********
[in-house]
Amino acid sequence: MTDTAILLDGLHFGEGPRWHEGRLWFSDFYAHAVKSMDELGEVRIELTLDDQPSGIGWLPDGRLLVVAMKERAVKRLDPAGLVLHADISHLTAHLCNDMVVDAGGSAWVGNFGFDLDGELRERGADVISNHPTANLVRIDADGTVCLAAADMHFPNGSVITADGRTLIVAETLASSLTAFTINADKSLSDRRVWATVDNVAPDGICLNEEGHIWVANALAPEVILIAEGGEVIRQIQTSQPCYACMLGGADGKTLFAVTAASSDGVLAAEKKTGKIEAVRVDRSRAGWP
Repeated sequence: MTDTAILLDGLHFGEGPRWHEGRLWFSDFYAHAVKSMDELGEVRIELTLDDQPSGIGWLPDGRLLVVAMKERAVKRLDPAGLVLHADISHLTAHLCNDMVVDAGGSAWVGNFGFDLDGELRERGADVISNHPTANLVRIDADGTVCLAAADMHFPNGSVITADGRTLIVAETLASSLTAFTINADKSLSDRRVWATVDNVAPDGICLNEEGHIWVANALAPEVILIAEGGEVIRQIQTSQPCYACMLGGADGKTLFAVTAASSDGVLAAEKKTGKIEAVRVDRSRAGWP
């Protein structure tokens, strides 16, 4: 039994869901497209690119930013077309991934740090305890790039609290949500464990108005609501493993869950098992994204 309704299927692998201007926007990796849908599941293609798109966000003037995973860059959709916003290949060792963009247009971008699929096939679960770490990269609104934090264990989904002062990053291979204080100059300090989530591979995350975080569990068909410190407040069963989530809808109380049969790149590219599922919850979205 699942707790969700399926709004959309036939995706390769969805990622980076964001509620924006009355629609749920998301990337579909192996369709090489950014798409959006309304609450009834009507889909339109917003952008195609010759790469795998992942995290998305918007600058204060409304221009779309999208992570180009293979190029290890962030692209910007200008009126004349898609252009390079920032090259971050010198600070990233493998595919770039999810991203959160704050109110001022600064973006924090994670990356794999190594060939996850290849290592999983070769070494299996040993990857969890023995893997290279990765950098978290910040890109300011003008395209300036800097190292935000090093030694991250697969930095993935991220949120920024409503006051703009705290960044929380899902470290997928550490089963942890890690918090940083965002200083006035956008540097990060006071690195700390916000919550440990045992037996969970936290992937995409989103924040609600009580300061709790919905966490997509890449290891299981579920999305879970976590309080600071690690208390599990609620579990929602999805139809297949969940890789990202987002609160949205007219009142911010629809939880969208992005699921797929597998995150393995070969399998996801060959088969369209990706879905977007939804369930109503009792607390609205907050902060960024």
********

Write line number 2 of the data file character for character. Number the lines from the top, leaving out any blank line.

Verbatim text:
Amino acid sequence: MTDTAILLDGLHFGEGPRWHEGRLWFSDFYAHAVKSMDELGEVRIELTLDDQPSGIGWLPDGRLLVVAMKERAVKRLDPAGLVLHADISHLTAHLCNDMVVDAGGSAWVGNFGFDLDGELRERGADVISNHPTANLVRIDADGTVCLAAADMHFPNGSVITADGRTLIVAETLASSLTAFTINADKSLSDRRVWATVDNVAPDGICLNEEGHIWVANALAPEVILIAEGGEVIRQIQTSQPCYACMLGGADGKTLFAVTAASSDGVLAAEKKTGKIEAVRVDRSRAGWP